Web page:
Uncategorized

Bloomberg finds piggybacking analysts sucks

close

Email a Friend

John Dorfman, investor and Bloomberg columnist, has been following the 4 most popular and hated stocks among Wall Street analysts for the past 11 years.

According to Dorfman’s research:

For 11 of the past 12 years, I have studied the performance of analysts’ four favorite stocks, and the fate of the four they most scorned…Their favorites, on average, were flat during those years while the four stocks they hated most gained about 6 percent annually. The Standard & Poor’s 500 Index had an average gain of about 9 percent.

Wall Street Stinks

winners-and-losers1Dorfman attributes this bad performance to the fact that analysts are “not all-knowing” and like most human beings,  “extrapolate the recent past as a guide to what comes next.” Check out the whole article to see which 4 stocks are currently most highly rated by security analysts and which 4 are currently the pariahs.

Dorfman concludes with a short review of each of the stocks.  I’d like to delve just a bit deeper here, though.  There is definitely a divergence in Wall Street’s sell side and Stamford’s buy side in the ability to accurately pick stocks.

Buy side vs. sell side: winners vs. losers

Whereas research like Dorfman’s show an inverse relationship of the best ideas in the sell-side community to stock performance, research like Cohen, Polk, and Silli’s “Best Ideas”  and Martin and Puthenpurackal’s “Imitation is the Sincerest Form of Flattery” indicate that investors have a lot to gain by piggybacking the best ideas and cloning guru investor portfolios.

So, why is Wall Street, which is just as smart IQ-wise as the buy-side, so bad at picking stocks?  I just don’t think Dorfman’s “they’re just human” critique is sufficient because buy-side guys are human, too.  In fact, I’d wager that the majority of good buy-side analysts cut their teeth on the sell-side.  Does moving to Connecticut improve stock selection (like to see that research paper)?

Companies like AlphaClone are entirely focused on helping investors exploit the alpha produced by certain professional investors (see my AlphaClone: The cure for investor insanity).  Why the divergence?

Rather, there are structural reasons why piggybacking the buy-side works, while aping the sell-side doesn’t.  Some possible reasons for this underperformance:

  • Wall Street analysts are reactive, not nimble enough with changes in ratings to make investors money on the way up or down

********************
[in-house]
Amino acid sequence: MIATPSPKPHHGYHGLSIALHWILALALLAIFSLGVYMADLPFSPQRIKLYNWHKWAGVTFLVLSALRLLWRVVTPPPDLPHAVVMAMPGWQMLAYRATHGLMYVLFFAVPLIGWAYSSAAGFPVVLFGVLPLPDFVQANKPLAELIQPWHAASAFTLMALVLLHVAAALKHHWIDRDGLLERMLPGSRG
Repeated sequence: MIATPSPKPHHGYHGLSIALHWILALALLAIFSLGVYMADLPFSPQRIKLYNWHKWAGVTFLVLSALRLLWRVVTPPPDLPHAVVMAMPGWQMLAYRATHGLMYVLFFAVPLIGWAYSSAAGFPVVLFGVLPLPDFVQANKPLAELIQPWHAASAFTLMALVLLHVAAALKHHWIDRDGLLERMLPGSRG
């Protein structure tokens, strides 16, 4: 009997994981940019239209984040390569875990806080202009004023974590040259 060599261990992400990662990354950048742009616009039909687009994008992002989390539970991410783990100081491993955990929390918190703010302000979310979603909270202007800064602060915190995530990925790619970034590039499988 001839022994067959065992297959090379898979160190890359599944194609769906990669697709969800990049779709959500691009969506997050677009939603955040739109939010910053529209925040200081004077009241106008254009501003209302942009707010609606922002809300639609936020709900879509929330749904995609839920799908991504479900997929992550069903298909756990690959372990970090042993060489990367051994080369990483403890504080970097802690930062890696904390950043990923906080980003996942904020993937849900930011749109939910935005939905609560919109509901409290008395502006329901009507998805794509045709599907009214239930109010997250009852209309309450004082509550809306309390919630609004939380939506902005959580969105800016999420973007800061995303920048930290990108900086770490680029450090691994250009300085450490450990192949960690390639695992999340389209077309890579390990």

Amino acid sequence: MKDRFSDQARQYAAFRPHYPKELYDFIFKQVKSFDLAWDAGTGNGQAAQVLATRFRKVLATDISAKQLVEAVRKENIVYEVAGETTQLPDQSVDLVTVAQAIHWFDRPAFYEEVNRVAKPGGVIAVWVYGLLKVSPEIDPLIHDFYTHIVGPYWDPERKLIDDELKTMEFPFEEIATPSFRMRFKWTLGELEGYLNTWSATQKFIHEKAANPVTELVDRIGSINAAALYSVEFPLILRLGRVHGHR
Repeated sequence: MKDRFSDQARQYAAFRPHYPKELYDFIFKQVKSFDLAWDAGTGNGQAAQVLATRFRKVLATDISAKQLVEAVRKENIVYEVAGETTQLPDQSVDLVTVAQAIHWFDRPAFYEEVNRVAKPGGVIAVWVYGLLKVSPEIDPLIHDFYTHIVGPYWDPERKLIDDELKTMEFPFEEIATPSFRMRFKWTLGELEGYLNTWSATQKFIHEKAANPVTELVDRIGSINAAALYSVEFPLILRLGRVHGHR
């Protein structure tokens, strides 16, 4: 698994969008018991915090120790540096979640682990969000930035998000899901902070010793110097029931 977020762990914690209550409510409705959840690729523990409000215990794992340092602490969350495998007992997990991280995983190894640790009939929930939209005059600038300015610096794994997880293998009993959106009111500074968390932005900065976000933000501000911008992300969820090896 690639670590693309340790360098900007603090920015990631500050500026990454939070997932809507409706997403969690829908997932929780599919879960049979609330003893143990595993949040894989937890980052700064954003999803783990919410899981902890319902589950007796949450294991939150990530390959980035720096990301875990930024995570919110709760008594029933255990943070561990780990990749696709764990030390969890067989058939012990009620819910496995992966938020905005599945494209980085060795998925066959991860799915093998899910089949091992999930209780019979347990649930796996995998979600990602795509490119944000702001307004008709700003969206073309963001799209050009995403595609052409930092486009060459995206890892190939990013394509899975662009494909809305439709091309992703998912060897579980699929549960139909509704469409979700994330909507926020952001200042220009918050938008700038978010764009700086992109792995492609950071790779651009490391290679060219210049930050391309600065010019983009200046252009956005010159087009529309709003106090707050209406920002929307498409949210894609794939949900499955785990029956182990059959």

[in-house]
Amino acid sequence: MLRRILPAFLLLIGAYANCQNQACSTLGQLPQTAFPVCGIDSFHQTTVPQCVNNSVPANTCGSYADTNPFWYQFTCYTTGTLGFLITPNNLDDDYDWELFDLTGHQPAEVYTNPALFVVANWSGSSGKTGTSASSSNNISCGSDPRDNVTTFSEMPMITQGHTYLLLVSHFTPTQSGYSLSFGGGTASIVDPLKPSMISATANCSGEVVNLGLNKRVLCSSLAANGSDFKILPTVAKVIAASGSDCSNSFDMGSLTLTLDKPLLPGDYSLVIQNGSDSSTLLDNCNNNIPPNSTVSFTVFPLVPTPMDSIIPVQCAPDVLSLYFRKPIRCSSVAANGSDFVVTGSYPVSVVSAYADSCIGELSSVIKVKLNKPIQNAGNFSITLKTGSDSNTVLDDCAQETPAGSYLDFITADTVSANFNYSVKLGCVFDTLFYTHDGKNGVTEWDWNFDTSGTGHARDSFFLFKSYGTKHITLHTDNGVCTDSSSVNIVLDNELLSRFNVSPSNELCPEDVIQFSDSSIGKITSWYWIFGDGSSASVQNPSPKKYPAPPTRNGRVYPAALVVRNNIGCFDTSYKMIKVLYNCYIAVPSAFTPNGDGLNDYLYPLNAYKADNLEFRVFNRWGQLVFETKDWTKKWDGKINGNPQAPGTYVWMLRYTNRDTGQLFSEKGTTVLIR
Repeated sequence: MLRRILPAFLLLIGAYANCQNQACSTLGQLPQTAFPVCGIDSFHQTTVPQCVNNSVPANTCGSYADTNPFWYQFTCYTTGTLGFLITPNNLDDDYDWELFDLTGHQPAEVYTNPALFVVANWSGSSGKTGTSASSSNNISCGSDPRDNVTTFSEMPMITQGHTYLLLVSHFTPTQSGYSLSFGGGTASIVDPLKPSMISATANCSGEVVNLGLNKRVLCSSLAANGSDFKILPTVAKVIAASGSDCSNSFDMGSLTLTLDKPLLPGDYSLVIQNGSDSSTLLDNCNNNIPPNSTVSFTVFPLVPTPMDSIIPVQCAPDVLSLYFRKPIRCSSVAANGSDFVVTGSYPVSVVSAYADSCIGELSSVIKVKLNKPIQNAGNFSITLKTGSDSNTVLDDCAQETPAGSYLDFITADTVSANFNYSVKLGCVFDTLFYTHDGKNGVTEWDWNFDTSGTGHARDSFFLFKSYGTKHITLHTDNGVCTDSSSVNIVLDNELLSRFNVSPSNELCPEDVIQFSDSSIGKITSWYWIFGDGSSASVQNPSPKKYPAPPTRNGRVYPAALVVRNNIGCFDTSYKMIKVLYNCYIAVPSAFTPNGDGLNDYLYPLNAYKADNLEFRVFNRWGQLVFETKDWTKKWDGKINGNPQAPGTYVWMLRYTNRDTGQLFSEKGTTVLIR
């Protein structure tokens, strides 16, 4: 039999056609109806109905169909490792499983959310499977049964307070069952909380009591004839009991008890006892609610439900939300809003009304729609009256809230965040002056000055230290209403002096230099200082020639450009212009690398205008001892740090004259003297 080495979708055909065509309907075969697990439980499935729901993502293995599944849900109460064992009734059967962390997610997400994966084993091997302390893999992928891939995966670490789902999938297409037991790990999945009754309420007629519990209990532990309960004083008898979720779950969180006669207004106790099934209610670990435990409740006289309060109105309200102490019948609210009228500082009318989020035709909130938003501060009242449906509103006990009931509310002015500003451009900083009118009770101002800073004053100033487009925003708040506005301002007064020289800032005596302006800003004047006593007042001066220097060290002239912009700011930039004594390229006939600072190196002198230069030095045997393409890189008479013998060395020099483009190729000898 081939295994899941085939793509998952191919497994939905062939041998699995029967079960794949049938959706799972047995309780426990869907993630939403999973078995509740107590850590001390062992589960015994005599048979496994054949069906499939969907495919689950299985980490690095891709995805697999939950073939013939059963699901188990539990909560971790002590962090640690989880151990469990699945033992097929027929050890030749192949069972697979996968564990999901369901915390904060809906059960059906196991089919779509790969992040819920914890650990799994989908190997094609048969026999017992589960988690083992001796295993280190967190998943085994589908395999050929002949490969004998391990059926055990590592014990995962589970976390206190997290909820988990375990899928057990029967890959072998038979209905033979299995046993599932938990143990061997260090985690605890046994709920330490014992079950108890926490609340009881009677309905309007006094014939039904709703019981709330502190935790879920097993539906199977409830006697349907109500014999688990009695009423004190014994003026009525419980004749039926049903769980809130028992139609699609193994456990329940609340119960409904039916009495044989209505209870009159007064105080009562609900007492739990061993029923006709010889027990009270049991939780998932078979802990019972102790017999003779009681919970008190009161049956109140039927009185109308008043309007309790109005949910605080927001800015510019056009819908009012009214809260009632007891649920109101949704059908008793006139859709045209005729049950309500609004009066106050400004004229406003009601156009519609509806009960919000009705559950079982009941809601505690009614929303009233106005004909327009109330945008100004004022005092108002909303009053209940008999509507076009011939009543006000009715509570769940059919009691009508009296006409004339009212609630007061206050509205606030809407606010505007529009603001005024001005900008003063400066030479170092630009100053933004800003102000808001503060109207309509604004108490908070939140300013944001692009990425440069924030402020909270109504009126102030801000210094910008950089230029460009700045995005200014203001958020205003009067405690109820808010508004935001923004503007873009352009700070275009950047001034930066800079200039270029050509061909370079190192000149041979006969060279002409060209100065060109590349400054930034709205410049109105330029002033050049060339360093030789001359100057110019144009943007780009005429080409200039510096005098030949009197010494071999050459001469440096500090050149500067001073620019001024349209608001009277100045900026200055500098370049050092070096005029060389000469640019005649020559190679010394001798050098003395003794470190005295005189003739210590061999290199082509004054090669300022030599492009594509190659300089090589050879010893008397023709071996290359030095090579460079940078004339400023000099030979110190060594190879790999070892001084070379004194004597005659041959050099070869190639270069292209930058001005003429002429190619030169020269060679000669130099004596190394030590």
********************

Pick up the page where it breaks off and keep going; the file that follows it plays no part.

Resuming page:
• industry coverage structure requires that each analysts has to have some buys and some sells in an environment that a good portfolio manager may completely avoid such a sector
  • unlike popular folk wisdom, good companies don’t make good stocks and vice versa.
  • Analysts are trained like MBAs to take a more organic, longer term view on companies while the market continues to focus on shorter milestones

Thoughts?  Let me know in the comments below.

[Hat tip: My Investing Notebook]

0 comments on “Bloomberg finds piggybacking analysts sucks”

Events, Uncategorized

New speakers announced for Tearsheet’s Resilience Conference

  • The Resilience Conference will celebrate the people, teams and companies successfully navigating through this crisis.
  • 3 new speakers have just been announced.
Tearsheet Editors | June 25, 2020
The Customer Effect, Uncategorized

Inside Yielders, the UK’s first regulatory compliant Islamic crowdfunding platform

  • Yielders, an equity-based crowdfunding platform for real estate, is the first Shariah-compliant financial technology company to get regulatory approval in the U.K.
  • The platform's user base is 35 percent non-Muslim, some of whom may be attracted to the ethical investing principles.
Suman Bhattacharyya | May 18, 2017
Sponsored, Uncategorized

FinTech is changing your life, and you don’t even know it

Brandeis University | May 01, 2017
Uncategorized

FinTech Week: By the numbers

  • Empire Startups' inaugural FinTech Week begins today in New York
  • In preparation for 25 forthcoming events over four days, here's a breakdown by the numbers.
Tanaya Macheel | April 24, 2017
Uncategorized

Hi 5! The top five fintech stories we’re following today

  • Retailers may be looking into the future as opposed to implementing for today.
  • Banks are working to get more people comfortable using mobile apps.
Zack Miller | February 06, 2017
More Articles